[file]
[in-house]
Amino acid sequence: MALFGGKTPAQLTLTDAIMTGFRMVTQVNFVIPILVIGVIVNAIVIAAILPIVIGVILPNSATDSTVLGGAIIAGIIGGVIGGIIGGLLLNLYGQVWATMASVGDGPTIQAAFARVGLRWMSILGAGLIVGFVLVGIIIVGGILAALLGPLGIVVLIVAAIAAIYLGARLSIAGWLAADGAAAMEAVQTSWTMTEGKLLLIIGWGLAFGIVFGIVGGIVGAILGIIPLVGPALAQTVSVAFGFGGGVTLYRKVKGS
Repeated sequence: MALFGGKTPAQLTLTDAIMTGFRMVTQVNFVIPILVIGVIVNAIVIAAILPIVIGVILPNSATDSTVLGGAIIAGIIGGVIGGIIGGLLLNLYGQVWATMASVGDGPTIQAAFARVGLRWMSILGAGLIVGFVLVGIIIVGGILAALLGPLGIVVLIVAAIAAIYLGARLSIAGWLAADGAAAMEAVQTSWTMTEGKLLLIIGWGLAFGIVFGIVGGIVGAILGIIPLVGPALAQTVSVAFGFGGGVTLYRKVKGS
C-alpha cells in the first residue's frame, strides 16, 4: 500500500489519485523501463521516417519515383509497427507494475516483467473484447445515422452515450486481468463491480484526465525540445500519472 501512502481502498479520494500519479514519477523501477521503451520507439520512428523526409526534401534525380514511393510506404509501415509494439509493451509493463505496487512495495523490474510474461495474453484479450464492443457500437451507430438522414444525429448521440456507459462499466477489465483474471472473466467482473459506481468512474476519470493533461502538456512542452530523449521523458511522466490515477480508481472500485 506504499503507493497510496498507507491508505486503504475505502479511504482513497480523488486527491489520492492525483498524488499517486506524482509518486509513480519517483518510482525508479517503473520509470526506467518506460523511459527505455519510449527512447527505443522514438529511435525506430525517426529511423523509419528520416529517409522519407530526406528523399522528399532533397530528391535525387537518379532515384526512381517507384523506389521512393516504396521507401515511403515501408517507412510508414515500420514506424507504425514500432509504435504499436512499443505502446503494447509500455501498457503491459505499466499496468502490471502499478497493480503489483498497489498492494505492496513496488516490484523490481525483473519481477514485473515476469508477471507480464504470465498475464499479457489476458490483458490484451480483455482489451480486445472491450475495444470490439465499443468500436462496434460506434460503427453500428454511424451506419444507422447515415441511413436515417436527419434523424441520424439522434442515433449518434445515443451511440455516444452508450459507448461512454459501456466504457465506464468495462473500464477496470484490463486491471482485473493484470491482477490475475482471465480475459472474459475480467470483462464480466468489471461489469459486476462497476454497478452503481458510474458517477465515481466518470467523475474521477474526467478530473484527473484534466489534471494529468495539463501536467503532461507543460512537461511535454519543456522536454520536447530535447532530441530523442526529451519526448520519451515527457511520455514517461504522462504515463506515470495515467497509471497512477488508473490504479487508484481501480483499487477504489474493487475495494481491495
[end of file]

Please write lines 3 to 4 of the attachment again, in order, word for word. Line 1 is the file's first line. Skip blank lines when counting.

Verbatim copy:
Repeated sequence: MALFGGKTPAQLTLTDAIMTGFRMVTQVNFVIPILVIGVIVNAIVIAAILPIVIGVILPNSATDSTVLGGAIIAGIIGGVIGGIIGGLLLNLYGQVWATMASVGDGPTIQAAFARVGLRWMSILGAGLIVGFVLVGIIIVGGILAALLGPLGIVVLIVAAIAAIYLGARLSIAGWLAADGAAAMEAVQTSWTMTEGKLLLIIGWGLAFGIVFGIVGGIVGAILGIIPLVGPALAQTVSVAFGFGGGVTLYRKVKGS
C-alpha cells in the first residue's frame, strides 16, 4: 500500500489519485523501463521516417519515383509497427507494475516483467473484447445515422452515450486481468463491480484526465525540445500519472 501512502481502498479520494500519479514519477523501477521503451520507439520512428523526409526534401534525380514511393510506404509501415509494439509493451509493463505496487512495495523490474510474461495474453484479450464492443457500437451507430438522414444525429448521440456507459462499466477489465483474471472473466467482473459506481468512474476519470493533461502538456512542452530523449521523458511522466490515477480508481472500485 506504499503507493497510496498507507491508505486503504475505502479511504482513497480523488486527491489520492492525483498524488499517486506524482509518486509513480519517483518510482525508479517503473520509470526506467518506460523511459527505455519510449527512447527505443522514438529511435525506430525517426529511423523509419528520416529517409522519407530526406528523399522528399532533397530528391535525387537518379532515384526512381517507384523506389521512393516504396521507401515511403515501408517507412510508414515500420514506424507504425514500432509504435504499436512499443505502446503494447509500455501498457503491459505499466499496468502490471502499478497493480503489483498497489498492494505492496513496488516490484523490481525483473519481477514485473515476469508477471507480464504470465498475464499479457489476458490483458490484451480483455482489451480486445472491450475495444470490439465499443468500436462496434460506434460503427453500428454511424451506419444507422447515415441511413436515417436527419434523424441520424439522434442515433449518434445515443451511440455516444452508450459507448461512454459501456466504457465506464468495462473500464477496470484490463486491471482485473493484470491482477490475475482471465480475459472474459475480467470483462464480466468489471461489469459486476462497476454497478452503481458510474458517477465515481466518470467523475474521477474526467478530473484527473484534466489534471494529468495539463501536467503532461507543460512537461511535454519543456522536454520536447530535447532530441530523442526529451519526448520519451515527457511520455514517461504522462504515463506515470495515467497509471497512477488508473490504479487508484481501480483499487477504489474493487475495494481491495